At Goodfellow AFB, San Angelo, Texas, I had the job as a helicopter pilot in the 59th Weather Recon Squadron. We launched high altitude research balloons. In May of 1964, I was sent to Eilson AFB, Fairbanks, Alaska, to perform the same job. I didn’t know how long I would be there and my commander wouldn’t make a decision. I missed my family and I wanted an answer. In mid-June, I flew from Eilson to Biggs AFB, El Paso, Texas. Reba met me and we drove to San Angelo. Going up the stairs to the squadron offices, I heard my commander yelling at the secretary, “Do you have Lovrien on the phone, yet?” When I stuck my head in his door and asked if he was looking for me, he wasn’t nice, but I got a decision and was told to get back to Alaska.
The fun began. We got busy, because we had to get to Fairbanks by July 1. I called my uncle to ask to borrow his tent trailer. We got stuff together and went to Illinois to get Uncle George’s Apache trailer. Then, it was to Wisconsin to leave the dog with my parents and we were on our way to Alaska. From Texas to Alaska took us ten days. This trailer was unique. The trailer was about the size of a double mattress. On each side were two compartments. The tent came up from the top of the trailer and then to the side, with room to sleep on the top and a big room to the side. Our toddler slept in one of the side compartments. We’d line the compartment with a sleeping bag and he’d cuddle in.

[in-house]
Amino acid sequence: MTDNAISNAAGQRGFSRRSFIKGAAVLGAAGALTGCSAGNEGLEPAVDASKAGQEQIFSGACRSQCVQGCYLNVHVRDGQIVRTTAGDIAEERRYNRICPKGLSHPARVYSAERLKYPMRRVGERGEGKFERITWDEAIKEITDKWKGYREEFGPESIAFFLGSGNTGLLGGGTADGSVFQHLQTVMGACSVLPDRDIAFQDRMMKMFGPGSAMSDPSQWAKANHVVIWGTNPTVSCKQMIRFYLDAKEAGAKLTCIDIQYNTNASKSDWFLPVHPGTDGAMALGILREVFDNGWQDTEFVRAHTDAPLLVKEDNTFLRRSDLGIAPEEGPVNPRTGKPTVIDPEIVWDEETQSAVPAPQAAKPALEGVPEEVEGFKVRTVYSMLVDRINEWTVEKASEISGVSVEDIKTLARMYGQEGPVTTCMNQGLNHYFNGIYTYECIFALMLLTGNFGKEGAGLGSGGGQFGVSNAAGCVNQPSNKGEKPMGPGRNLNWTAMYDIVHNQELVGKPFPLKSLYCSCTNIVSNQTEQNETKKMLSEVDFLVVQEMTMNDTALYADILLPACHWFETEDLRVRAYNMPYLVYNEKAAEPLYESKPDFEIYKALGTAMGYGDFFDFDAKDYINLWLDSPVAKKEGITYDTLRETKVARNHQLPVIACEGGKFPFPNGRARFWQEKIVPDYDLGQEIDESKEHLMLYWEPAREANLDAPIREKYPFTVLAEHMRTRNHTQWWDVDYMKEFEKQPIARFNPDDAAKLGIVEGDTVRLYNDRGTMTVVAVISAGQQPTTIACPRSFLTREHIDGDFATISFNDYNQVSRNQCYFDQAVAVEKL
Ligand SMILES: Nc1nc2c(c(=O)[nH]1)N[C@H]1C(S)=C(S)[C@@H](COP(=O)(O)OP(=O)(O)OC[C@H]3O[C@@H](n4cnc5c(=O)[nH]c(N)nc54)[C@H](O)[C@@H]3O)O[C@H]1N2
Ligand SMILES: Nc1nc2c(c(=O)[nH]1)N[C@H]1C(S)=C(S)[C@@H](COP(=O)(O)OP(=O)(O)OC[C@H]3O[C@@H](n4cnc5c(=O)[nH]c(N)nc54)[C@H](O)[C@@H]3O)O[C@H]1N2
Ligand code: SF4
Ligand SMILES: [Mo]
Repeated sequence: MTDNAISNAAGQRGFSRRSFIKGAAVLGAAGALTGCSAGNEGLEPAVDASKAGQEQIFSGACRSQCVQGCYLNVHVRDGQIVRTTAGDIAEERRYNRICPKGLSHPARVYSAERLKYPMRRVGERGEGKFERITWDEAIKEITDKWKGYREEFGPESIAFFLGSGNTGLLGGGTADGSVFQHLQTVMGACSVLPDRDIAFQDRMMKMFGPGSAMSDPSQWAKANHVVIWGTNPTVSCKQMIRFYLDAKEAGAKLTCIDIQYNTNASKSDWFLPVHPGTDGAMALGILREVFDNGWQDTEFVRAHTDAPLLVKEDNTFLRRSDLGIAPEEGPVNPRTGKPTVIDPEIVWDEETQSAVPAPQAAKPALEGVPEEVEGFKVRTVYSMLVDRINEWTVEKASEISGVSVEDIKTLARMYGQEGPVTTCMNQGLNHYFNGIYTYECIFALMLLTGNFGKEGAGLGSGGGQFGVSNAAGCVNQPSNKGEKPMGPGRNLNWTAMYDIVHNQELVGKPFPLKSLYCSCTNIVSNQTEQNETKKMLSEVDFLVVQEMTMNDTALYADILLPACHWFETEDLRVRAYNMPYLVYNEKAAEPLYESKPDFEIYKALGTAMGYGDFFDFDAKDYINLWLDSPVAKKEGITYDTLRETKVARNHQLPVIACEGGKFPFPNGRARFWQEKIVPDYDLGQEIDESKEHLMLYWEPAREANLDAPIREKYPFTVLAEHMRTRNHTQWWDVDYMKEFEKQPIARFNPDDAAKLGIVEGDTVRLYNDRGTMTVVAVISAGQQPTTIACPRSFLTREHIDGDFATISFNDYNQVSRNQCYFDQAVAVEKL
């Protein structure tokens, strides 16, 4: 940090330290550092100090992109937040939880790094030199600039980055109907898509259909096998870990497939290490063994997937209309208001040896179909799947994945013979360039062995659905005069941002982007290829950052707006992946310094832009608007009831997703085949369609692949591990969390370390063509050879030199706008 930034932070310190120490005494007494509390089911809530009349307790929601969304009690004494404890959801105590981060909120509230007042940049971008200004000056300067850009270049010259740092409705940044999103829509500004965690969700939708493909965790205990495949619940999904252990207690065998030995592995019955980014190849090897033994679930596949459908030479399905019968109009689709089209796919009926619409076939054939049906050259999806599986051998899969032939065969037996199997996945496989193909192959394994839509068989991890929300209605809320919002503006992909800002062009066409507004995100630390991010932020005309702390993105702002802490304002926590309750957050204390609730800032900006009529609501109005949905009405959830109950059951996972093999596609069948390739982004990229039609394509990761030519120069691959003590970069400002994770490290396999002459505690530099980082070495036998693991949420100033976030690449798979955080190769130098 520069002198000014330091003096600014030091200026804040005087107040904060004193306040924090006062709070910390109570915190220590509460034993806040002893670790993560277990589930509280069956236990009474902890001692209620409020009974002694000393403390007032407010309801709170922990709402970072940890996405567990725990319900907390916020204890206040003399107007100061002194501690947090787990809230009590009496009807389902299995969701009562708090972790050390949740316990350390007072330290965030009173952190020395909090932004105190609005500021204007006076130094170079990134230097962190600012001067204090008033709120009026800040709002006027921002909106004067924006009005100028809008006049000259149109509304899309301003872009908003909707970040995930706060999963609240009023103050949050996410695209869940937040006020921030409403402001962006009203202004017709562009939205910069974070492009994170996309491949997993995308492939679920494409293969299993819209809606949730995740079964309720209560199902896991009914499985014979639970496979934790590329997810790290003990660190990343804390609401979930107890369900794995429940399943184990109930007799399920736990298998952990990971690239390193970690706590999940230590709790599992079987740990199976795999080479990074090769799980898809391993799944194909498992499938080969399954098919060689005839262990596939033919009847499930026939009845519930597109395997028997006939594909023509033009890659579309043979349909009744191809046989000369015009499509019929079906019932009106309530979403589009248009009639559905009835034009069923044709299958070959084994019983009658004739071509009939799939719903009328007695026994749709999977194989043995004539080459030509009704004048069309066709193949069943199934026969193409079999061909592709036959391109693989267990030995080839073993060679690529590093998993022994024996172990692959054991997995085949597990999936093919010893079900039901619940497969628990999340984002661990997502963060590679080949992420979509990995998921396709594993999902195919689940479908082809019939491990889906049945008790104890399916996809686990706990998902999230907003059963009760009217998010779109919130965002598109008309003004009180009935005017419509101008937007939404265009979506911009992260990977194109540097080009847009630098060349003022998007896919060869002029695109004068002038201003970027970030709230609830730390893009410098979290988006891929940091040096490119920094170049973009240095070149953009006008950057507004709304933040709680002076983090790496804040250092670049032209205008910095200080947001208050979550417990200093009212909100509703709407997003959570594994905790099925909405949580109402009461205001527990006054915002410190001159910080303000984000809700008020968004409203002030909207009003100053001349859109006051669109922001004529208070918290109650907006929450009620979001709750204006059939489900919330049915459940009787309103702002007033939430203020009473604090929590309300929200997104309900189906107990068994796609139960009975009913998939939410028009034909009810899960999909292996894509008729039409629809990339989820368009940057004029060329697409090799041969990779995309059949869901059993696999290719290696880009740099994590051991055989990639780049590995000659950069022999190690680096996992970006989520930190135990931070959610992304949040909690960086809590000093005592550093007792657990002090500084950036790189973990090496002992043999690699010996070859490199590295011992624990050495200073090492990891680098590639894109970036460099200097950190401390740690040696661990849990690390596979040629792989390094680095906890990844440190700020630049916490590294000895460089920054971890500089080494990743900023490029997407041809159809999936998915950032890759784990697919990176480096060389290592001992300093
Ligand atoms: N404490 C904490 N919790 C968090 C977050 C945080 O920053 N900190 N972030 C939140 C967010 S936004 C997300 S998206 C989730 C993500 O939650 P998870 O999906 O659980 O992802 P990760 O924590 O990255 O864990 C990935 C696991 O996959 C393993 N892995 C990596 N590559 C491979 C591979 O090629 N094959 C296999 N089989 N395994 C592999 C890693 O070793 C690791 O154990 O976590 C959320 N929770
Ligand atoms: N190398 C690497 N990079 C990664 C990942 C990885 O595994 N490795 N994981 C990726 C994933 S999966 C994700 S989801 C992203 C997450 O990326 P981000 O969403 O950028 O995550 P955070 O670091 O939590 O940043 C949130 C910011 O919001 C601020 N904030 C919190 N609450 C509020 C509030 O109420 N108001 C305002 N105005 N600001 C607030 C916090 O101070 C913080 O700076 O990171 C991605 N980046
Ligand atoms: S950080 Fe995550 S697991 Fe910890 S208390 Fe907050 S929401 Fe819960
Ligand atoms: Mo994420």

The Apache had small tires and driving as fast as we did, we destroyed eight tires. Finally, someone suggested ten-ply tires and that solved that problem. Once, I forgot to lock the compartments for traveling. When we stopped, we found we’d lost a lot of stuff. Amazingly, we got a lot of it back. Someone had found it along the way. Included in the lost things had been my briefcase. Whoever found it, found me and got the important stuff back to us.
My job required that I launch three successful balloons a month. With perfect weather, we never launched a failure and I worked three days a month. So, we explored Alaska. I invited my 76-year-old grandmother to join us and she did. She was with us until we returned the trailer to my uncle, in September. Fifteen-month-old boys like to explore. With bears in the woods and rushing rivers, we tied him to the bumper of the car. Our son was allergic to the available disposable diapers. Reba washed diapers in boiling water over campfires, hanging them over bushes or on lines strung between trees.
That summer of 1964 was special in so many ways and started us on a life of RVing. We are now full-timers and have been since 1998.
Submitted by Clark Lovrien of Alaska as part of the RV Centennial Celebration” Share Your Favorite RV Memory” contest.
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